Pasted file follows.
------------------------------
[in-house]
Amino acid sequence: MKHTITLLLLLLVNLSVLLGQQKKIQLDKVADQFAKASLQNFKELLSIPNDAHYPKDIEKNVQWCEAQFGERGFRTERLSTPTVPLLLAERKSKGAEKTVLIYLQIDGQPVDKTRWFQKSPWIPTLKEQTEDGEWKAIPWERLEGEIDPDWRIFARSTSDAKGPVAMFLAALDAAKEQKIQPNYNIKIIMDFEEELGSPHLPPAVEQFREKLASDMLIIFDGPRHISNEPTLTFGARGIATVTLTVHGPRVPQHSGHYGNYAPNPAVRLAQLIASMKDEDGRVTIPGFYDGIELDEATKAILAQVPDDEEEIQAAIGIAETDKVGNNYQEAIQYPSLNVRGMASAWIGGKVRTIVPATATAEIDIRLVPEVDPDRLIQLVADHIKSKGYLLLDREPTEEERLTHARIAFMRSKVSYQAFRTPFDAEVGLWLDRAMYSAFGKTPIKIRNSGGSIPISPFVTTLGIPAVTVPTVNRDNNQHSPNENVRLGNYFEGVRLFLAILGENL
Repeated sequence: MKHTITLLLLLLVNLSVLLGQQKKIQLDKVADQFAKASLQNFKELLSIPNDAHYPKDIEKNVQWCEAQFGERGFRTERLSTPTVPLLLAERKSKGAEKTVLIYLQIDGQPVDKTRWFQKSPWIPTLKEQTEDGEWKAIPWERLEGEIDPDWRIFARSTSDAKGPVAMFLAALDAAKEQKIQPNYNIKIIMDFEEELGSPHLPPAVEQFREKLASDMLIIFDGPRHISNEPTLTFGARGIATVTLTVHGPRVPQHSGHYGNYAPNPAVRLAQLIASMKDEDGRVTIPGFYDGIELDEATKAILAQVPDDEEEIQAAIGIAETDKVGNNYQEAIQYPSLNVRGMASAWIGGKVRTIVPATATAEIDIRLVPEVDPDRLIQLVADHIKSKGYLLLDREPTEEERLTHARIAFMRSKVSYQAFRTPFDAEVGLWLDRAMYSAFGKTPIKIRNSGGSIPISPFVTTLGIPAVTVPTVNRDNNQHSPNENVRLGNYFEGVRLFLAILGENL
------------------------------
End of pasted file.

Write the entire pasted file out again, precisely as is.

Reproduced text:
[in-house]
Amino acid sequence: MKHTITLLLLLLVNLSVLLGQQKKIQLDKVADQFAKASLQNFKELLSIPNDAHYPKDIEKNVQWCEAQFGERGFRTERLSTPTVPLLLAERKSKGAEKTVLIYLQIDGQPVDKTRWFQKSPWIPTLKEQTEDGEWKAIPWERLEGEIDPDWRIFARSTSDAKGPVAMFLAALDAAKEQKIQPNYNIKIIMDFEEELGSPHLPPAVEQFREKLASDMLIIFDGPRHISNEPTLTFGARGIATVTLTVHGPRVPQHSGHYGNYAPNPAVRLAQLIASMKDEDGRVTIPGFYDGIELDEATKAILAQVPDDEEEIQAAIGIAETDKVGNNYQEAIQYPSLNVRGMASAWIGGKVRTIVPATATAEIDIRLVPEVDPDRLIQLVADHIKSKGYLLLDREPTEEERLTHARIAFMRSKVSYQAFRTPFDAEVGLWLDRAMYSAFGKTPIKIRNSGGSIPISPFVTTLGIPAVTVPTVNRDNNQHSPNENVRLGNYFEGVRLFLAILGENL
Repeated sequence: MKHTITLLLLLLVNLSVLLGQQKKIQLDKVADQFAKASLQNFKELLSIPNDAHYPKDIEKNVQWCEAQFGERGFRTERLSTPTVPLLLAERKSKGAEKTVLIYLQIDGQPVDKTRWFQKSPWIPTLKEQTEDGEWKAIPWERLEGEIDPDWRIFARSTSDAKGPVAMFLAALDAAKEQKIQPNYNIKIIMDFEEELGSPHLPPAVEQFREKLASDMLIIFDGPRHISNEPTLTFGARGIATVTLTVHGPRVPQHSGHYGNYAPNPAVRLAQLIASMKDEDGRVTIPGFYDGIELDEATKAILAQVPDDEEEIQAAIGIAETDKVGNNYQEAIQYPSLNVRGMASAWIGGKVRTIVPATATAEIDIRLVPEVDPDRLIQLVADHIKSKGYLLLDREPTEEERLTHARIAFMRSKVSYQAFRTPFDAEVGLWLDRAMYSAFGKTPIKIRNSGGSIPISPFVTTLGIPAVTVPTVNRDNNQHSPNENVRLGNYFEGVRLFLAILGENL